On the most interesting place he’s visited thus far.
One place I loved is Socotra, situated between Yemen and Somalia. It's such a unique destination because many of the plants and animals found there are exclusive to the island. The Socotri people are culturally distinct from the Yemeni, yet Yemeni culture has a significant influence on the island. For me, visiting places that are vastly different from what I’m accustomed to is fascinating, and that forms my primary reason for travel. However, it's challenging because, as I mentioned before, social media has a way of laying everything on a plate. You see that people are everywhere. In my experience working with travel editors, I've noticed they always seek the newest, coolest, off-grid locations. We all do, I'm no different. But this is how we're eventually going to destroy the world! We're overexposing areas that probably shouldn't be exposed.
On embracing a new form of luxury
The concept of luxury has significantly changed. I was reading an article the other day about how, in the next twenty years or so, many luxury brands will lose a lot of their credibility because they're based on exclusivity and surging rates—which isn't true luxury. The only brands that will survive are those that remain consistent with their concept and story, building trust among their clients.
In today's world, people are far more interested in stories and experiences. Who cares anymore about paying sky-high prices when there's no real experience or unique offering? You'd get bored! I believe hotels should focus on storytelling rather than just boasting about amenities in their branding and marketing. We all appreciate nice amenities, but what else are you offering? It's far more captivating when you talk about the experience and how you'll feel, rather than just the size of the bed or the thread count of the bedsheets.
In some sense, don't just talk about your product. Sell your brand and concept. This approach has been prevalent in fashion for some time, and I'd like to see it more in hospitality. There are already some hotels adopting this approach.
In April, I had the opportunity to visit Mozambique and stayed at two amazing properties. The first was Kisawa Sanctuary, an exclusive and beautifully designed retreat owned by Nina Flohr, an art collector. The second was Sussurro, a place I discovered on social media. Initially, I wasn't sure if it was just a concept or an actual boutique hotel, which piqued my curiosity. Interestingly, their Instagram profile focuses less on showcasing their food or the hotel itself but more on the overall mood of being there. This is a brilliant strategy. Revealing too much online can diminish the sense of wonder and exploration, and I appreciate when hotels maintain mystery, encouraging people to visit and discover the place firsthand.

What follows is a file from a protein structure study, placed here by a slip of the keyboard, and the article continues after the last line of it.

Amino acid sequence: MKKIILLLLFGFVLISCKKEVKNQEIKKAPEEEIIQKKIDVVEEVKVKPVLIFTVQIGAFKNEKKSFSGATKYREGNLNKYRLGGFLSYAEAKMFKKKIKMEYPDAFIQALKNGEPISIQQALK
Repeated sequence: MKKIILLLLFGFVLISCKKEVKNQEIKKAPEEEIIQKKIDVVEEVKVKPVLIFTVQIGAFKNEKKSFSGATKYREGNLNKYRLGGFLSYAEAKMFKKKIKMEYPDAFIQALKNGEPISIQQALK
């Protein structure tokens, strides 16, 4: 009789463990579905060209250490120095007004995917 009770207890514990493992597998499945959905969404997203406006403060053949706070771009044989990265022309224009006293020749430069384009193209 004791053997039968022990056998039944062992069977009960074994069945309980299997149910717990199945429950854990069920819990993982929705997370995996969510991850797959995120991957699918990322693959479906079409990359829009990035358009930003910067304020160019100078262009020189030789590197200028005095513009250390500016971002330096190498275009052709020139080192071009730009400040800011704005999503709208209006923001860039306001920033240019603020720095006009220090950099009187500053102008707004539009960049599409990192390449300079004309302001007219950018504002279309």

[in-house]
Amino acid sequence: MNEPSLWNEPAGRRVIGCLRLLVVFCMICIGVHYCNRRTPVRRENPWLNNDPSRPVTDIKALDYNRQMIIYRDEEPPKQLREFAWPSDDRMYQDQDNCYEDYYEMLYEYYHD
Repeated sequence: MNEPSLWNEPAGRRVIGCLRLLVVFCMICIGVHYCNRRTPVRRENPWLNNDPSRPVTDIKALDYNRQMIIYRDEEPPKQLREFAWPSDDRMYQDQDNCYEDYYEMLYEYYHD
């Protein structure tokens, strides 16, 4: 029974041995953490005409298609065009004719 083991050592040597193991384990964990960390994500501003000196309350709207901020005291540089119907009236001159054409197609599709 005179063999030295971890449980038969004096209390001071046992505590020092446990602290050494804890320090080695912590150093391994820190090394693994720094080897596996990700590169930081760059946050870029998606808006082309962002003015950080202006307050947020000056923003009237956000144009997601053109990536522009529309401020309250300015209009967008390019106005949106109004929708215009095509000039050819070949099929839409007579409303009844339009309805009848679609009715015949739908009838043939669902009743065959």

Another boutique hotel brand that resonates with me is Coqui Coqui in Mexico. I know the owners and visited their properties a long time ago. They originally started by making perfumes and were not intended to open hotels. They see themselves as more about creating a concept. They began in Tulum and have expanded to include leather products, but everything they do is connected to the location.
When considering this new form of luxury I was talking about, I think of a simple B&B on the small Aeolian island of Alicudi, which gained massive attention after a visitor's photos went viral. People went crazy over this place. While the lady was staying there, she took really beautiful photos, though the house itself is very simple. When I finally saw it in person last year, I thought, 'Wow, after all this travelling and all these luxury destinations, this is really what I need and where I want to be right now'. I started posting iPhone photos, and I, too, noticed how popular they were and how others were engaging with it. I think people felt they could relate to that simplicity—it can foster personal connection and authenticity.
There's also the 700,000 Heures (700,000 Hours) project. It's a nomadic hotel concept crafting unique experiences in diverse locales, focusing on cultural engagement. Again, it's not about opulence; it’s about feeling at home and at peace with yourself.
On pursuing other creative roles
Of course, I would love to explore different roads, and I've done so in the past. But sometimes I think, 'Oh my God, I need more than one life to do all these things.' Pursuing what I like is already consuming a lot of energy and time. So, for now, I think I'm sticking to what I'm doing.
However, my aim is to move beyond just hotels and design, which I adore. I want to delve into printing and fine art. That's what I intend to focus on more, rather than just travelling and visiting different hotels. While that's always interesting to me, I aspire to go beyond that. Ultimately, my goal is to be represented by galleries. That's the direction I'm moving forward in. That's where I see myself going. I wouldn't dare to tell you more.
Photos by Enrico Costantini